3. The long (and doubtless incomplete) list of inane Sci Am articles is very dispiriting. Thankfully, our host ended on a cheerful note with the gag about Mendel’s ageism!

  4. You really should read that study; it’s an all-time classic of conflating science with ideology

    Why am I not surprised that the author of it has too few research publications (3 lead-authored in refereed journals, only one such since under PhD supervision; link) to obtain a faculty position, were it not for her “identity”?

  5. Skip this if you dislike juvenile humour.

    But the laws of the universe do change according to skin colour. If we abandon the bifurcated logic of the pale, stale and male in favour of matauranga marginalised black women physicists, then Nicole Hannah-Jones can rev up the 1919 Project in which we will learn:

    Eddington found that E=mcHammer squared, but misinterpreted his findings;
    Sommerfeld and Kossel’s displacement law is wrong;
    Jeans’ discovery of the distribution function of particles was really his wife’s;
    Betz’s law is wrong.

  6. Jeans’ discovery of the distribution function of particles was really his wife’s;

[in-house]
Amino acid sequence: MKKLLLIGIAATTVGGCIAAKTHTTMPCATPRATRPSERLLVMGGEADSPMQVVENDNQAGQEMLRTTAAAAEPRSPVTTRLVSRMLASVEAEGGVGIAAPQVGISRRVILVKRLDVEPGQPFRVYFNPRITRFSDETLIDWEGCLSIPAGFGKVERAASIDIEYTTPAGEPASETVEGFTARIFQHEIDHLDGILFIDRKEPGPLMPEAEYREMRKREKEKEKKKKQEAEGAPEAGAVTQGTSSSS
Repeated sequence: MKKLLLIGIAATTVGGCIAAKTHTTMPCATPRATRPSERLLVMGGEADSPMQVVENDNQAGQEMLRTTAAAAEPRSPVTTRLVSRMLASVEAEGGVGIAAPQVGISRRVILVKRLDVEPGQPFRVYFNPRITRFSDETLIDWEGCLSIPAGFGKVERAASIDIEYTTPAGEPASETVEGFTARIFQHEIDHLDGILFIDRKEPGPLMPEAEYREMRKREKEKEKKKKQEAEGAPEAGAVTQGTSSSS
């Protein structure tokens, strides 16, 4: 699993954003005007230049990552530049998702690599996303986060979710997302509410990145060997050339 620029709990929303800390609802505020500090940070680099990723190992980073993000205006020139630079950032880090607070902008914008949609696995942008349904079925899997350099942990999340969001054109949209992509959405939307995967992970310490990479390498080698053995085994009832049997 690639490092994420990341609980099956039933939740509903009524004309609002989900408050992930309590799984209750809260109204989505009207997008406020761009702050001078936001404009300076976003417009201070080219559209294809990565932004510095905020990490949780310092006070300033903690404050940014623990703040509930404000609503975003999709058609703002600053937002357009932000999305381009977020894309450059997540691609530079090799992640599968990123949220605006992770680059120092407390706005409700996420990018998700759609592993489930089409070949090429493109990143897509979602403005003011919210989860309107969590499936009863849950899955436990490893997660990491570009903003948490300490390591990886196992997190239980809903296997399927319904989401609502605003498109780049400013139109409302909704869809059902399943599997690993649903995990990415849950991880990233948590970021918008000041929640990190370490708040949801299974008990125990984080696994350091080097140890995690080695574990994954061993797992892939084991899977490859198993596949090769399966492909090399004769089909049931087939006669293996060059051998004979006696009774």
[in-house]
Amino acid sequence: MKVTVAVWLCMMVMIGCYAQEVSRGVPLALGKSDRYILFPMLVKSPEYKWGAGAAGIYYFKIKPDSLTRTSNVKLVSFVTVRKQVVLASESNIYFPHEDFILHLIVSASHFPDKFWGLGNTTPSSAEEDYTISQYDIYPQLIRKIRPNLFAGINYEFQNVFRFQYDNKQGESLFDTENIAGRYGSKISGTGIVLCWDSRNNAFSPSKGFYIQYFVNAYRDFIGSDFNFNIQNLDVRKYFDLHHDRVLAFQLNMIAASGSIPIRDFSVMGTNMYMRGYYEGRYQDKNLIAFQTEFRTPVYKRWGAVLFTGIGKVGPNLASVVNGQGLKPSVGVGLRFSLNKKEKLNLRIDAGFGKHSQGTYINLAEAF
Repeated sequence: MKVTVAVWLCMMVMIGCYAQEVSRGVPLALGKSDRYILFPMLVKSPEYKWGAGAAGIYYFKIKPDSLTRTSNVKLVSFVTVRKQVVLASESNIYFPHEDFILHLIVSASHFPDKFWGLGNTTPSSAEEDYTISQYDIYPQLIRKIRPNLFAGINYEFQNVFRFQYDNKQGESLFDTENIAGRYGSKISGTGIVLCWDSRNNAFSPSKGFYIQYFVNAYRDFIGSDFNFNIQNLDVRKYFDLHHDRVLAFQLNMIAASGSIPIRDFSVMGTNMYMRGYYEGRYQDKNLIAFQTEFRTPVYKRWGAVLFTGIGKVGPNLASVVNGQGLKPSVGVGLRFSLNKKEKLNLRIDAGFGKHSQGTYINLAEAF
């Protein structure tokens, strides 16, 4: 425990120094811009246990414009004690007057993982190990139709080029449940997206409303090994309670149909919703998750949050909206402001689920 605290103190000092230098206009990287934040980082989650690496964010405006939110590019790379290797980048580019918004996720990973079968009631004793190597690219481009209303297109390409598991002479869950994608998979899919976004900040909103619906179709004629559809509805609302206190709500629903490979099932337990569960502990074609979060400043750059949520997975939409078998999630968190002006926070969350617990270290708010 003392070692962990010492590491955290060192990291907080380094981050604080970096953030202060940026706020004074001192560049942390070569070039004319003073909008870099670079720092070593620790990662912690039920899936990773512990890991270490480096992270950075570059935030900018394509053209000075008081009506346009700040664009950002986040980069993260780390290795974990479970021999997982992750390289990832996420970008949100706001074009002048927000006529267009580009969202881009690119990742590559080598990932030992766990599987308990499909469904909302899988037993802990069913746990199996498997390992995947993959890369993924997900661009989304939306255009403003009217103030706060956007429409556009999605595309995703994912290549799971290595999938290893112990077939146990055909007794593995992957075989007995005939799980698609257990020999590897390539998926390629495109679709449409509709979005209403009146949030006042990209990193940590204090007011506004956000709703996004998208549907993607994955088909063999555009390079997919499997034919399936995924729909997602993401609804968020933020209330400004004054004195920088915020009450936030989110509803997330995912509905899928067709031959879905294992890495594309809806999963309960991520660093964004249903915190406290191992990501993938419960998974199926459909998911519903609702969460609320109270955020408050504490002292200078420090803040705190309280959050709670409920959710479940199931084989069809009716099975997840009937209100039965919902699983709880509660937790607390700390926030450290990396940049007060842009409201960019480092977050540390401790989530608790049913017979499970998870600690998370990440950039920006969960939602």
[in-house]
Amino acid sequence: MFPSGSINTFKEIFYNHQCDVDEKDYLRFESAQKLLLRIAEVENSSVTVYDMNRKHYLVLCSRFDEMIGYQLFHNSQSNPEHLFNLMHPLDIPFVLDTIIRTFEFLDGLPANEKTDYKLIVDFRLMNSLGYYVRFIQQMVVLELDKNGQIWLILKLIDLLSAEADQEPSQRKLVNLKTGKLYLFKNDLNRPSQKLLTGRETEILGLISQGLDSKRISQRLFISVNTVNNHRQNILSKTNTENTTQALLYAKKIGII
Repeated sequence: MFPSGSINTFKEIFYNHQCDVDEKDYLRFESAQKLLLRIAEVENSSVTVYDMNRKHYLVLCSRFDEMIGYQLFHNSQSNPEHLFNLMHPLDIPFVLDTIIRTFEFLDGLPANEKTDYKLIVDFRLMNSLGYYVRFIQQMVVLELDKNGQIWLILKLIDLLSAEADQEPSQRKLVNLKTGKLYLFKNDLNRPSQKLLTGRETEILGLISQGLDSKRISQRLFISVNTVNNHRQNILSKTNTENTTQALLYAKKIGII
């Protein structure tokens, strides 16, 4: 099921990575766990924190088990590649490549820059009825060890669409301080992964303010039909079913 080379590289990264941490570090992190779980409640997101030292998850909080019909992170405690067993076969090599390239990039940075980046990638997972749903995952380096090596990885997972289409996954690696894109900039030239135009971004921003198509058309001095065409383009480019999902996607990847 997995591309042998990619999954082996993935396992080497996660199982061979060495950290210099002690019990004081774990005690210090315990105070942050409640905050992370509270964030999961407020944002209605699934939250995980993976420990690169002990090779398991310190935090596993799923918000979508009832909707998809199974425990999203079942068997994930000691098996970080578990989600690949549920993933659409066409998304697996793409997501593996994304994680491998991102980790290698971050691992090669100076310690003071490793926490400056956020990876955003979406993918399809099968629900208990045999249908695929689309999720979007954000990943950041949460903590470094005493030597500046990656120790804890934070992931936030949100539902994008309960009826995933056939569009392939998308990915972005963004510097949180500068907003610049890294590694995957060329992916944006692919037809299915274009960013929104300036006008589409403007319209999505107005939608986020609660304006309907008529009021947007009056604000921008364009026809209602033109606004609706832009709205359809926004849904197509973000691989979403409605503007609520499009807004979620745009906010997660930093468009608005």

I can’t work out which function you’re talking about, so I’ll tackle the question of the wife – are you ascribing this work to the one whose public career was as a poet, or the one who was an harpsichordist? Both professions renowned for their basis in mathematical physics.

    1. It’s what they signed up for – I’m sure there’s a verse in the Bible that says ‘Peas on earth to all men’!

  7. The racism which McLemore found in Mendel’s laws of Genetics is obvious. First, factors which mask
    their alternative in the F1 hybrid (like yellow > green, or smooth > wrinkled) he called dominant, rather than yellow supremacist, smooth supremacist, oppressive, hegemonic, or other appropriate terms from the vocabulary of Social Justice. And the very words “dominant” and “dominance” imply power differentials and thus uphold the System of Oppression. Likewise, he called the factor (we now say allele) which is masked “recessive”, when the correct SJ term should be “marginalized”.

    The McLemore/Prescod-Weinstein dialect of ideologized science-studies talk is nothing new. There was of course the Lysenkovshchina of the USSR in the 1930s-40s, although it was officially abandoned